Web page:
the role of narrator is itself fictive, even if assumed directly by the author. . . .  The narrator of Père Goriot  'is' not Balzac, even if here and there he expresses Balzac's opinions, for this author-narrator is someone who 'knows' the Vauquer boardinghouse, its landlady and its lodgers, whereas all Balzac himself does is imagine them; and in this sense, of course, the narrating situation of a fictional account is never  reduced to its situation of writing. (Narrative Discourse  213). 

So, for modern criticism, the very act of writing literature carries along with it a fictionalization of the speaker.  The real self of the author becomes to some extent irrelevant, and we understand the work in terms of his "official" self in the institution of literature, the image of the author which emanates from his works. 


            However, this fact does not rule out the simple phenomenon of narration through the mouth of a fictional character.  The real author is not the implied author, all right, but this does not always mean that the implied author is always in charge of producing the narrative text, of being the immediate subject of enunciating.  Therefore we have three candidate figures to fill in this subject position: the author, the implied autor, and the narrator.  They are perhaps first identified by Barthes, when he argues that in literature "he who speaks  (in the narrative) is not he who writes  (in life) and he who writes  is not he who is." [6]  Booth had already observed that "'Narrator' is usually taken to mean the 'I' of a work, but the 'I' is seldom if ever identical with the implied image of the artist"[7]--which in turn is seldom if ever identical with the artist.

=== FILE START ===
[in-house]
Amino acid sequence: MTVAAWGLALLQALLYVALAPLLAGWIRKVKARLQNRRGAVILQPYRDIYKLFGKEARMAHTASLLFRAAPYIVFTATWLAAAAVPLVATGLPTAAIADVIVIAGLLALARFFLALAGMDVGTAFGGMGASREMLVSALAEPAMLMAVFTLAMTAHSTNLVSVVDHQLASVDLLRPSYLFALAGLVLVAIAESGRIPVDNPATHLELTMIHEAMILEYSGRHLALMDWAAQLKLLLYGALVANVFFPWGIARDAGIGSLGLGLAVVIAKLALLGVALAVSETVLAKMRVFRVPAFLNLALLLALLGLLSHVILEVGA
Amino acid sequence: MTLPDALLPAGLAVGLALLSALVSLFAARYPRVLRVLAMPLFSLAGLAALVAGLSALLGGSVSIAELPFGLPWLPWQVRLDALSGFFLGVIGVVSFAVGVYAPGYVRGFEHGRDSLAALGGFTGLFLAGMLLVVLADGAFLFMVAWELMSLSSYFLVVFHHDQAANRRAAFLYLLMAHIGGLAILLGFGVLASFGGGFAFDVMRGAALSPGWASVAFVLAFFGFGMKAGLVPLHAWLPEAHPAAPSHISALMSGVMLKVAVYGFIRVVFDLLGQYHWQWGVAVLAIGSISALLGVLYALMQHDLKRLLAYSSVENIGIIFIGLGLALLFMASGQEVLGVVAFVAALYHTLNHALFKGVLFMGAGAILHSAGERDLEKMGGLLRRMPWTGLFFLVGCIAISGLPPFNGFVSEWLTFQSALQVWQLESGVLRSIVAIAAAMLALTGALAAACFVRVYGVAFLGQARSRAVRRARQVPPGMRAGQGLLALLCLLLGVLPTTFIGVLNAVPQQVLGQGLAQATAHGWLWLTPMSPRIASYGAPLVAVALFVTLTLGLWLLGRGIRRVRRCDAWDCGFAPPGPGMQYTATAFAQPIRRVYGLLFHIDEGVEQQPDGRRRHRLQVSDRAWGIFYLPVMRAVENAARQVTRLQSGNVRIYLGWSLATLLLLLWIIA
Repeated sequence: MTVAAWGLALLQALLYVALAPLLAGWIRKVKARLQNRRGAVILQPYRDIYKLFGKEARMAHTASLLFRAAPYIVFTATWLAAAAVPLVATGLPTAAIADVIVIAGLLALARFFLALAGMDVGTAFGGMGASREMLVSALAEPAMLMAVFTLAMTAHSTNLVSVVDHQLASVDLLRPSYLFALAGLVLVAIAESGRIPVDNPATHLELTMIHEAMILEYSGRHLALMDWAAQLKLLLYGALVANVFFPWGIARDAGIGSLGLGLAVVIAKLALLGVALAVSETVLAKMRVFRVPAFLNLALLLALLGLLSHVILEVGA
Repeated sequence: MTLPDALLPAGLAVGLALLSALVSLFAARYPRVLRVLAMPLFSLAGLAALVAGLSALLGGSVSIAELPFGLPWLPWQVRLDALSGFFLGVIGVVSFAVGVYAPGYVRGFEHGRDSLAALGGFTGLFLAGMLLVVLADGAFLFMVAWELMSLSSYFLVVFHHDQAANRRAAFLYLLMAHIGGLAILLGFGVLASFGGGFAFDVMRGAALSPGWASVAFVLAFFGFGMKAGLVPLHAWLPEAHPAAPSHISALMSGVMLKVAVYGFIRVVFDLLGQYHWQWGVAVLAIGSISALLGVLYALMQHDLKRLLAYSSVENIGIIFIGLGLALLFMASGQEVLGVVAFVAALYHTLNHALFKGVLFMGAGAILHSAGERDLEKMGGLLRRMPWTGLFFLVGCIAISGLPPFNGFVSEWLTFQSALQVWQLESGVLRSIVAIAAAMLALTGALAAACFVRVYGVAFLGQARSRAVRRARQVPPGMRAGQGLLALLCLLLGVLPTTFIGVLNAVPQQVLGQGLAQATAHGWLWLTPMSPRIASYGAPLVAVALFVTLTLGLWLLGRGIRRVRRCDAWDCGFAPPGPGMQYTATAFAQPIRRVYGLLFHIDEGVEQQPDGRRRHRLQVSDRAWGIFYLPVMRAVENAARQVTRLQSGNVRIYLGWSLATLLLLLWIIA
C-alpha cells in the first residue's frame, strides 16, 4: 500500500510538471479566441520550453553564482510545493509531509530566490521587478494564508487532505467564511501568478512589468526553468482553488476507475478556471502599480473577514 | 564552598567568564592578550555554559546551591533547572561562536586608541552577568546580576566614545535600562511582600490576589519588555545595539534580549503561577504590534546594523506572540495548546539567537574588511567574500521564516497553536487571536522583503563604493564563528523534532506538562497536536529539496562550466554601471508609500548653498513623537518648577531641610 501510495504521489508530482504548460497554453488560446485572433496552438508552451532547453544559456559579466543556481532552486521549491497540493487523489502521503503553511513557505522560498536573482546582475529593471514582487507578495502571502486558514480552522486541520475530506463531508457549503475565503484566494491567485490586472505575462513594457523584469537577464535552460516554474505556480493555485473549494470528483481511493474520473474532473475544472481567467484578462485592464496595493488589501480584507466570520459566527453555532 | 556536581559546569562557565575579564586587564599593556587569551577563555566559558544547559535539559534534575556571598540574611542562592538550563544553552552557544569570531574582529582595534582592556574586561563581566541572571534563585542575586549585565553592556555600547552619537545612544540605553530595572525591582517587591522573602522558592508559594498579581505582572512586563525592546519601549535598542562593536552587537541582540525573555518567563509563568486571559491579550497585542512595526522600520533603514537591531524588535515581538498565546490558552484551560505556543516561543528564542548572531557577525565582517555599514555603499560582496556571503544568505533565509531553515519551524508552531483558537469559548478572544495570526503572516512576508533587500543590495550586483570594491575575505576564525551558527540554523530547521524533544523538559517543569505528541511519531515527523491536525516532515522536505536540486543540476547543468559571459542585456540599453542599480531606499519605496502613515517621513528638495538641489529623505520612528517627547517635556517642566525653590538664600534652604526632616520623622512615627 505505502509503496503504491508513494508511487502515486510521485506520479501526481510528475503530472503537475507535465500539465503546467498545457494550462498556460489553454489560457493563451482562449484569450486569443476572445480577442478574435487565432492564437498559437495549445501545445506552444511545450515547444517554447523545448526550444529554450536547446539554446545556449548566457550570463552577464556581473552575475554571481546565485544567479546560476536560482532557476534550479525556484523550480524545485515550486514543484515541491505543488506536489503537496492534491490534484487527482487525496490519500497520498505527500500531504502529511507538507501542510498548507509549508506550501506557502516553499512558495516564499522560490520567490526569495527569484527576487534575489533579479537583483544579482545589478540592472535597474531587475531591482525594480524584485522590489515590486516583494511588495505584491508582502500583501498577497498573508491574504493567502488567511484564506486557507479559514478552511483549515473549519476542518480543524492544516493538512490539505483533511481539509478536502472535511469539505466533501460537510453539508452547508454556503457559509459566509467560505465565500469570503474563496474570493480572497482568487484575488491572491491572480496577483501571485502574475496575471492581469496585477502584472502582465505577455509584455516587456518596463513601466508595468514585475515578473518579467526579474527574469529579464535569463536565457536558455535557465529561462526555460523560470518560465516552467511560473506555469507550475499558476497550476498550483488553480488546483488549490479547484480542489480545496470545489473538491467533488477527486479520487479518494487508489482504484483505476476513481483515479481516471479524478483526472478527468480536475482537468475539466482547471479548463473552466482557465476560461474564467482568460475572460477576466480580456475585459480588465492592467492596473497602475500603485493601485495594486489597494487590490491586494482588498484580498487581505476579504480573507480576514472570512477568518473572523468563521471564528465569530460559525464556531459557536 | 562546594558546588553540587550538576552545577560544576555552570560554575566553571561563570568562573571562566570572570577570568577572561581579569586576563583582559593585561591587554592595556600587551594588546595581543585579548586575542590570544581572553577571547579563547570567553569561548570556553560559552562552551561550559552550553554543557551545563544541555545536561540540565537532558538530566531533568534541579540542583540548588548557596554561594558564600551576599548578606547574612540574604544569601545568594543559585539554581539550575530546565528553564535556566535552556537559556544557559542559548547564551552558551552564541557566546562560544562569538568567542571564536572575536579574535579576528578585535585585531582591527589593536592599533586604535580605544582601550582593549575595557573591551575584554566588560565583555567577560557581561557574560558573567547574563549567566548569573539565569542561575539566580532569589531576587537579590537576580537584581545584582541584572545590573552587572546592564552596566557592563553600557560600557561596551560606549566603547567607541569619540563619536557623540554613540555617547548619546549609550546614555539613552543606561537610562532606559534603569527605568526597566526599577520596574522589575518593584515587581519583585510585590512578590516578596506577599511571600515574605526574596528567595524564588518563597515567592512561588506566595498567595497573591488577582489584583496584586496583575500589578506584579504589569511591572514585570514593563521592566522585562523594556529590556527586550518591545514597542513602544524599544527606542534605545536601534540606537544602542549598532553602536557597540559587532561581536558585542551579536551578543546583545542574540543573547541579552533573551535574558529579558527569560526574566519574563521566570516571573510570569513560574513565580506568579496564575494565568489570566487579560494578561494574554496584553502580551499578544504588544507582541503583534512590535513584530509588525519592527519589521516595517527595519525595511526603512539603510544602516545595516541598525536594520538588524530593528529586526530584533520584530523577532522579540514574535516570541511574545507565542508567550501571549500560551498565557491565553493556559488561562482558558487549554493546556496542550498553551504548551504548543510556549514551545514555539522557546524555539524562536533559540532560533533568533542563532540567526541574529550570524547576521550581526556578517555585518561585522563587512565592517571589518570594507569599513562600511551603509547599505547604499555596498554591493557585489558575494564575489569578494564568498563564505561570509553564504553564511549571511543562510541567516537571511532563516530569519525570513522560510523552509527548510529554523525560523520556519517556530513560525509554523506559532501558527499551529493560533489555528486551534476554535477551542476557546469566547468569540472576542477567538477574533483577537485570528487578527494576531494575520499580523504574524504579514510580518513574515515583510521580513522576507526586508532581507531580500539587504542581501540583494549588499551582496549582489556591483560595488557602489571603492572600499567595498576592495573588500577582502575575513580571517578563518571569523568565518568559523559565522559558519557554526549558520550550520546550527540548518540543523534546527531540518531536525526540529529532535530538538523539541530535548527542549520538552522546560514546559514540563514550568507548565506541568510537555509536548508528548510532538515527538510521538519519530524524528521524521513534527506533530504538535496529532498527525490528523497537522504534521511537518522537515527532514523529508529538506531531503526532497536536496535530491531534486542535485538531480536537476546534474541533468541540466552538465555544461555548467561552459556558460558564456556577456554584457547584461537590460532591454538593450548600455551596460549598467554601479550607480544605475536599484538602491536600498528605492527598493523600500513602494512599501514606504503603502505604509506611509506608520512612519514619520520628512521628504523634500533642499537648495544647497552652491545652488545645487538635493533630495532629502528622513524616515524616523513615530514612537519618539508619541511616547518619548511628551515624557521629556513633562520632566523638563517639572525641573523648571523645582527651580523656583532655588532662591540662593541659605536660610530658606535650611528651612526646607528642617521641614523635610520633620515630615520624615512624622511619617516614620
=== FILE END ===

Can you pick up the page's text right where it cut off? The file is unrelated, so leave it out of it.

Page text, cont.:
We can study narrators in many possible ways.  Since narrators are, in part, characters, we can study their personality in the way we would study the personality of any other character.  Greimas and Courtés provide a systematic framework for the study of the competence of any discursive subject.[8]  We can study the different modalities that bear upon the textual subject and constitute him as such.  This analysis can be applied to characters and narrators alike, although the results will obviously vary because of their different positions in the textual structure.   


MODALITIES   :   Virtualising      Actualising      Performative


Exotatic :                     MUST        CAN                    DO



Endotaxic :                  WANT                   KNOW               BE



            But we shall postpone this study until we introduce a further level of analysis, the narrative as literary work, in which a new textual subject, the implied author, is introduced.  As we shall see, it is helpful to characterize the narrator and the implied autor differentially, with respect to each other's stance and competence.  We see that Genette does not introduce this kind of considerations just as he does not introduce the concept of the implied author--a choice of limits which is legitimate for a particular essay, but too restrictive for narrative theory as a whole.








[1]          Roman Jakobson, "Les embrayeurs, les catégories verbales et le verbe russe" 183.

[2]          Plato, República   101, III. 

[3]          William Wordsworth, Preface to the Second Edition of Lyrical Ballads  439. 

[4]          Friedrich Spielhagen, Beiträge zur Theorie und Technik des Romans  131.  Translation mine. 

[5]          Wolfgang Kayser, "Qui raconte le roman?" 72.

[6]          Roland Barthes, "Introduction à l'analyse structurale des récits" 26.

[7]          Wayne Booth, The Rhetoric of Fiction  73. 

[8]          A. J. Greimas and J. Courtés, Sémiotique  124.